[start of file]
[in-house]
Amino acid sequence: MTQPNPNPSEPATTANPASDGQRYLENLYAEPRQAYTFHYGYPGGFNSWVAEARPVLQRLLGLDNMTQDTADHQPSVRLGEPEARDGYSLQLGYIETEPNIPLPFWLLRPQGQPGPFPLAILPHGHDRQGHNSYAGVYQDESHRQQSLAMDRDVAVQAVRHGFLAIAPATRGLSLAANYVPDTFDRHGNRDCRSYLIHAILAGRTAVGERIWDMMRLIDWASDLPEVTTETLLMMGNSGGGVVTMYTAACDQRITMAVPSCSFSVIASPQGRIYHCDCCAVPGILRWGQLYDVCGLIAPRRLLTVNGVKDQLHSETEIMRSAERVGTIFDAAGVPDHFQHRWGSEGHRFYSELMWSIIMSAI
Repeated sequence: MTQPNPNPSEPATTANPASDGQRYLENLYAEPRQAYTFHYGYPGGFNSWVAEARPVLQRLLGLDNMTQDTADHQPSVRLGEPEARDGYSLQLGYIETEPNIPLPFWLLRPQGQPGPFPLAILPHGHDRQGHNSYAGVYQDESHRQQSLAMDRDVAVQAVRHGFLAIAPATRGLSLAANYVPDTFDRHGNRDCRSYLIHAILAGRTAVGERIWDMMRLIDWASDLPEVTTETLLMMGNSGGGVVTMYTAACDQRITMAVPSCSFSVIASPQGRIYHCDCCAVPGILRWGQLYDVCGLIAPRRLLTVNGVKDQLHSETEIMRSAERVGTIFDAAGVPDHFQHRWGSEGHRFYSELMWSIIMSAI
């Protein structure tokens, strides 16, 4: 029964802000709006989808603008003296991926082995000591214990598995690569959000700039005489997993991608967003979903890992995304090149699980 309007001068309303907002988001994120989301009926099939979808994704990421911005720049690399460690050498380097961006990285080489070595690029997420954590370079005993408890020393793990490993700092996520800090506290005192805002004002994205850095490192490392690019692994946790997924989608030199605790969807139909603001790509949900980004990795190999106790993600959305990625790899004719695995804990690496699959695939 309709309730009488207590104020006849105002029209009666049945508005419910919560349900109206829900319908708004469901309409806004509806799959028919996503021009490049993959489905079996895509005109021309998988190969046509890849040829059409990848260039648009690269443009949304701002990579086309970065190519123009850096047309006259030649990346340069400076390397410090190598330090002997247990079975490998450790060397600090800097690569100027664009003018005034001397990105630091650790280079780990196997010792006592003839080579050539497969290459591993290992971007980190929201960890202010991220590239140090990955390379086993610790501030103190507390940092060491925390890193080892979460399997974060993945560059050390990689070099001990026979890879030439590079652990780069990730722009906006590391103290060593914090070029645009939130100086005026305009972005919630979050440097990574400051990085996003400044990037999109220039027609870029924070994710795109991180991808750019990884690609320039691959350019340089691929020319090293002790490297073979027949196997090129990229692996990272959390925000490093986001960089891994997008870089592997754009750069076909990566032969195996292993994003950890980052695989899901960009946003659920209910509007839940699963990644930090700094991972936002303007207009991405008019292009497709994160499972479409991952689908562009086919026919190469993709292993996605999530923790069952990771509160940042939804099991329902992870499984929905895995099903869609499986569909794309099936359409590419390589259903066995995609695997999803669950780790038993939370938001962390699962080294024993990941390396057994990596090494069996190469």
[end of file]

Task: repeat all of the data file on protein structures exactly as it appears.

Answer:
[in-house]
Amino acid sequence: MTQPNPNPSEPATTANPASDGQRYLENLYAEPRQAYTFHYGYPGGFNSWVAEARPVLQRLLGLDNMTQDTADHQPSVRLGEPEARDGYSLQLGYIETEPNIPLPFWLLRPQGQPGPFPLAILPHGHDRQGHNSYAGVYQDESHRQQSLAMDRDVAVQAVRHGFLAIAPATRGLSLAANYVPDTFDRHGNRDCRSYLIHAILAGRTAVGERIWDMMRLIDWASDLPEVTTETLLMMGNSGGGVVTMYTAACDQRITMAVPSCSFSVIASPQGRIYHCDCCAVPGILRWGQLYDVCGLIAPRRLLTVNGVKDQLHSETEIMRSAERVGTIFDAAGVPDHFQHRWGSEGHRFYSELMWSIIMSAI
Repeated sequence: MTQPNPNPSEPATTANPASDGQRYLENLYAEPRQAYTFHYGYPGGFNSWVAEARPVLQRLLGLDNMTQDTADHQPSVRLGEPEARDGYSLQLGYIETEPNIPLPFWLLRPQGQPGPFPLAILPHGHDRQGHNSYAGVYQDESHRQQSLAMDRDVAVQAVRHGFLAIAPATRGLSLAANYVPDTFDRHGNRDCRSYLIHAILAGRTAVGERIWDMMRLIDWASDLPEVTTETLLMMGNSGGGVVTMYTAACDQRITMAVPSCSFSVIASPQGRIYHCDCCAVPGILRWGQLYDVCGLIAPRRLLTVNGVKDQLHSETEIMRSAERVGTIFDAAGVPDHFQHRWGSEGHRFYSELMWSIIMSAI
């Protein structure tokens, strides 16, 4: 029964802000709006989808603008003296991926082995000591214990598995690569959000700039005489997993991608967003979903890992995304090149699980 309007001068309303907002988001994120989301009926099939979808994704990421911005720049690399460690050498380097961006990285080489070595690029997420954590370079005993408890020393793990490993700092996520800090506290005192805002004002994205850095490192490392690019692994946790997924989608030199605790969807139909603001790509949900980004990795190999106790993600959305990625790899004719695995804990690496699959695939 309709309730009488207590104020006849105002029209009666049945508005419910919560349900109206829900319908708004469901309409806004509806799959028919996503021009490049993959489905079996895509005109021309998988190969046509890849040829059409990848260039648009690269443009949304701002990579086309970065190519123009850096047309006259030649990346340069400076390397410090190598330090002997247990079975490998450790060397600090800097690569100027664009003018005034001397990105630091650790280079780990196997010792006592003839080579050539497969290459591993290992971007980190929201960890202010991220590239140090990955390379086993610790501030103190507390940092060491925390890193080892979460399997974060993945560059050390990689070099001990026979890879030439590079652990780069990730722009906006590391103290060593914090070029645009939130100086005026305009972005919630979050440097990574400051990085996003400044990037999109220039027609870029924070994710795109991180991808750019990884690609320039691959350019340089691929020319090293002790490297073979027949196997090129990229692996990272959390925000490093986001960089891994997008870089592997754009750069076909990566032969195996292993994003950890980052695989899901960009946003659920209910509007839940699963990644930090700094991972936002303007207009991405008019292009497709994160499972479409991952689908562009086919026919190469993709292993996605999530923790069952990771509160940042939804099991329902992870499984929905895995099903869609499986569909794309099936359409590419390589259903066995995609695997999803669950780790038993939370938001962390699962080294024993990941390396057994990596090494069996190469």